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The Times Square ad came as part of a print marketing package, but gives the Montana city a good opportunity to test the waters of an urban market with a newfound interest in getting outdoors.
Big Apple, say hello to Big Sky.
Beginning Tuesday and running through Monday, a five-second spot on ABC’s large “Good Morning America” television screen in Times Square will encourage New Yorkers and Big Apple visitors to come enjoy the sights in Billings as well.
By striking a deal with Horizon Travel, an insert in the Wall Street Journal, Visit Billings, the Billings chamber’s tourism arm, negotiated a twice-an-hour spot to be broadcast free 24 hours per day for the coming week. In exchange, Visit Billings purchased an inside-cover ad to appear in the magazine in April.
“Five seconds is pretty quick, but we’ve leveraged some great imagery, and the chance to get our web address out is big,” said Kelly McCandless, communications manager for the chamber and for Visit Billings, formerly known as the Billings Convention and Visitors Bureau and Tourism Business Improvement District. “People hanging out in Times Square will see it at least a couple of times.”
McCandless declined to disclose the price of the print advertisement.
On average, 350,000 pedestrians enter Times Square every day. An additional 170,000 people work there, according to www.timesquarenyc.org, Times Square’s official website.
“There’s a fun buzz about Montana right now,” McCandless said. “New York is not a market we typically dive into, but Montana is not as remote as easterners think we are.”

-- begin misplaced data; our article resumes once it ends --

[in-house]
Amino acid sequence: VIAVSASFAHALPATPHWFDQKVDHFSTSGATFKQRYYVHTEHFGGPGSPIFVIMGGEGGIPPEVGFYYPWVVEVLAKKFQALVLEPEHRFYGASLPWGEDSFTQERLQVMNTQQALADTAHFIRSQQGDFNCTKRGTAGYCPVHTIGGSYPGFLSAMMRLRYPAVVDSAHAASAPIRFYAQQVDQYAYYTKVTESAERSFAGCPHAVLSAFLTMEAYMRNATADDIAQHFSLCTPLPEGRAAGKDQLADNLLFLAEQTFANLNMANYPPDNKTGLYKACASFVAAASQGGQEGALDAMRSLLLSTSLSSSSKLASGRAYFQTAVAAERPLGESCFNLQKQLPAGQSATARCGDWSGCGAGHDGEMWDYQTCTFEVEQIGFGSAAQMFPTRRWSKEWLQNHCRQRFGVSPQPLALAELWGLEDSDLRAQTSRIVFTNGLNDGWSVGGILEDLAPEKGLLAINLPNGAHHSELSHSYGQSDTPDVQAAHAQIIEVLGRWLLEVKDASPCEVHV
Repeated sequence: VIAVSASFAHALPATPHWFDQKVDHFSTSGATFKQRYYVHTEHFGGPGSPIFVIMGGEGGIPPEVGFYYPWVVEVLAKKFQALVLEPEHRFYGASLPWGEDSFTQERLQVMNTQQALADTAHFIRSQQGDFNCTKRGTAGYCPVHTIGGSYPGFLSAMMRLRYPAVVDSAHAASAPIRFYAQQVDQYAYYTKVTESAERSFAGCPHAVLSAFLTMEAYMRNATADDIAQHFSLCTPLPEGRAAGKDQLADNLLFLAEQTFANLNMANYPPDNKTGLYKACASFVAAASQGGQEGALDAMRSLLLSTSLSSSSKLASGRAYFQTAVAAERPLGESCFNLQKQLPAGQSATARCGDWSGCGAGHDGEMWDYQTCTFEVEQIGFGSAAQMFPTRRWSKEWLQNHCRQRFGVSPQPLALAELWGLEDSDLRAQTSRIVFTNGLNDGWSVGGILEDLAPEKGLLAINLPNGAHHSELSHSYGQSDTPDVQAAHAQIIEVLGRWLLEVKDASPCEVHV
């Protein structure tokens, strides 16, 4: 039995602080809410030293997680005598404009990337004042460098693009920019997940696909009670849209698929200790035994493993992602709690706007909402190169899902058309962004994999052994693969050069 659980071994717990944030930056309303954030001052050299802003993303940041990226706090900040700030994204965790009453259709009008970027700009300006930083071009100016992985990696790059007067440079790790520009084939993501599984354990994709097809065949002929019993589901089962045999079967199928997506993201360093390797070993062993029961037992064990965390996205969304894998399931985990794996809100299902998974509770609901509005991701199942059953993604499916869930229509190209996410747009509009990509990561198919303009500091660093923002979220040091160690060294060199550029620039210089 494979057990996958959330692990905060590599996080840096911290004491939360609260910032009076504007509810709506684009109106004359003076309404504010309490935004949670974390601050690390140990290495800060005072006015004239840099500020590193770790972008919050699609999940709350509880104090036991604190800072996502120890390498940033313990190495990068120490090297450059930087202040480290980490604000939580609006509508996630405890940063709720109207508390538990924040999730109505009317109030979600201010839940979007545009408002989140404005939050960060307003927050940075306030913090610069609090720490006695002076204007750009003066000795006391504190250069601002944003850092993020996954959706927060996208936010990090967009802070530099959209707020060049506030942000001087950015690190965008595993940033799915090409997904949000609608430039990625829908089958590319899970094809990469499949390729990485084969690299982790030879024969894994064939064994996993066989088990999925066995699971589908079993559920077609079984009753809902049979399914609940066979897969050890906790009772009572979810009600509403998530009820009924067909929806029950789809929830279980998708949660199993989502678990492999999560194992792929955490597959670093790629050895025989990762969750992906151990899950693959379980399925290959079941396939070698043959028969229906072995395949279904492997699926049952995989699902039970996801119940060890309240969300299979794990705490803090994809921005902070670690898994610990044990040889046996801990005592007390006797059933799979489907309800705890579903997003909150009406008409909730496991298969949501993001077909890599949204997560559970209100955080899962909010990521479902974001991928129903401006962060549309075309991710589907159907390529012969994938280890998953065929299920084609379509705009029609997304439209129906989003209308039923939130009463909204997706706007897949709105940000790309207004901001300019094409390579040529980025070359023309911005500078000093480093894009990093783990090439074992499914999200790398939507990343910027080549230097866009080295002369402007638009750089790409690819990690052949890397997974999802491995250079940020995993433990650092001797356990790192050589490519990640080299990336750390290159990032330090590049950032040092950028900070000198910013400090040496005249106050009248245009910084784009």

The buzz goes at least as far back as former Gov. Brian Schweitzer’s appearance on “Late Night with David Letterman” in April 2012, when he talked up Montana as a vacation destination.
The scenic, albeit brief spot touts Billings as “Montana’s Trailhead” and concludes with Visit Billings’ website, www.visitbillings.com.
McCandless said local tourism officials are set for a big response from the viewers whose wanderlust is piqued by the spot. About 1,000 requests for more information are filled weekly during the current high season, which lasts for about four months. Guidebooks are being reprinted. “We ran out faster than expected” because “we have so many national and even international placements right now,” she said.
In addition, beginning Tuesday the Visit Billings website “will have a new look and feel” in anticipation of the spot’s rollout, she said.
Beyond the “fun buzz” McCandless referenced are some hard dollars when it comes to tourism’s impact on the local economy. According to Visit Billings, the Magic City saw 2 million visitors last year, half of whom spent at least one night, with the other half purchasing anything from a tank of gas to a restaurant meal.
Tourism has a $250 million impact on the local economy annually.
“People locally don’t realize how major it is,” McCandless said.
Getting New Yorkers and Big Apple tourists to consider a future visit to Billings comes on the heels of Visit Billings forays into other large markets, including Chicago. Last year, transit buses along one Chicago route sported scenes of Billings, southeast Montana and Yellowstone Park attractions.
“Then this opportunity presented itself,” McCandless said. “We thought it would be another good way to make a splash.”
Alex Tyson, executive director of Visit Billings, called the brief spot “a simple and effective way for our destination to get in front of millions of people in a fresh, captive market.”
“Paired with our other national advertising,” Tyson said, “Billings will stand out as an essential, urban destination in Montana.”
If they’re quick shutterbugs, people who see the spot in Times Square can win a prize. Snapping a photo of the spot on the “Good Morning America” screen and uploading it to one’s Facebook page could win the person Billings specialty items, according to a Visit Billings news release.
(c)2014 Billings Gazette (Billings, Mont.). Distributed by MCT Information Services.